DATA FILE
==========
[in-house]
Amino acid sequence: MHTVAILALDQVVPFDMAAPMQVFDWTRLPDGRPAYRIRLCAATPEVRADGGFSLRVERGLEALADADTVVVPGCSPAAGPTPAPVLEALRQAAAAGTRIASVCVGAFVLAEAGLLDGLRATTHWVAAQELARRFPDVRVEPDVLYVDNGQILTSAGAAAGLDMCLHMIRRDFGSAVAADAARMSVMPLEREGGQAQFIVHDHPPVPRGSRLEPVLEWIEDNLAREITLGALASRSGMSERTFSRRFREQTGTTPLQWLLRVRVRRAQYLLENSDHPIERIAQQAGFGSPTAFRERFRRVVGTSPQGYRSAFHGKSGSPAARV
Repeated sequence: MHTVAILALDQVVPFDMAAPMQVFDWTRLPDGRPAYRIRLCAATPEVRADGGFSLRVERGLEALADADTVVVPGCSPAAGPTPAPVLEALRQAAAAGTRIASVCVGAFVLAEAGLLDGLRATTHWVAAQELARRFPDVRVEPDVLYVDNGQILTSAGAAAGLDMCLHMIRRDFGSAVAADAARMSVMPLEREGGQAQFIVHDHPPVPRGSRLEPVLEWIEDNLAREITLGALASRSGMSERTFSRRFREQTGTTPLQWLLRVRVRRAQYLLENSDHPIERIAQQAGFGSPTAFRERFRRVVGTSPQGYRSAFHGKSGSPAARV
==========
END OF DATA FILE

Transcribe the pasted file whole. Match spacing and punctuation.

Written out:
[in-house]
Amino acid sequence: MHTVAILALDQVVPFDMAAPMQVFDWTRLPDGRPAYRIRLCAATPEVRADGGFSLRVERGLEALADADTVVVPGCSPAAGPTPAPVLEALRQAAAAGTRIASVCVGAFVLAEAGLLDGLRATTHWVAAQELARRFPDVRVEPDVLYVDNGQILTSAGAAAGLDMCLHMIRRDFGSAVAADAARMSVMPLEREGGQAQFIVHDHPPVPRGSRLEPVLEWIEDNLAREITLGALASRSGMSERTFSRRFREQTGTTPLQWLLRVRVRRAQYLLENSDHPIERIAQQAGFGSPTAFRERFRRVVGTSPQGYRSAFHGKSGSPAARV
Repeated sequence: MHTVAILALDQVVPFDMAAPMQVFDWTRLPDGRPAYRIRLCAATPEVRADGGFSLRVERGLEALADADTVVVPGCSPAAGPTPAPVLEALRQAAAAGTRIASVCVGAFVLAEAGLLDGLRATTHWVAAQELARRFPDVRVEPDVLYVDNGQILTSAGAAAGLDMCLHMIRRDFGSAVAADAARMSVMPLEREGGQAQFIVHDHPPVPRGSRLEPVLEWIEDNLAREITLGALASRSGMSERTFSRRFREQTGTTPLQWLLRVRVRRAQYLLENSDHPIERIAQQAGFGSPTAFRERFRRVVGTSPQGYRSAFHGKSGSPAARV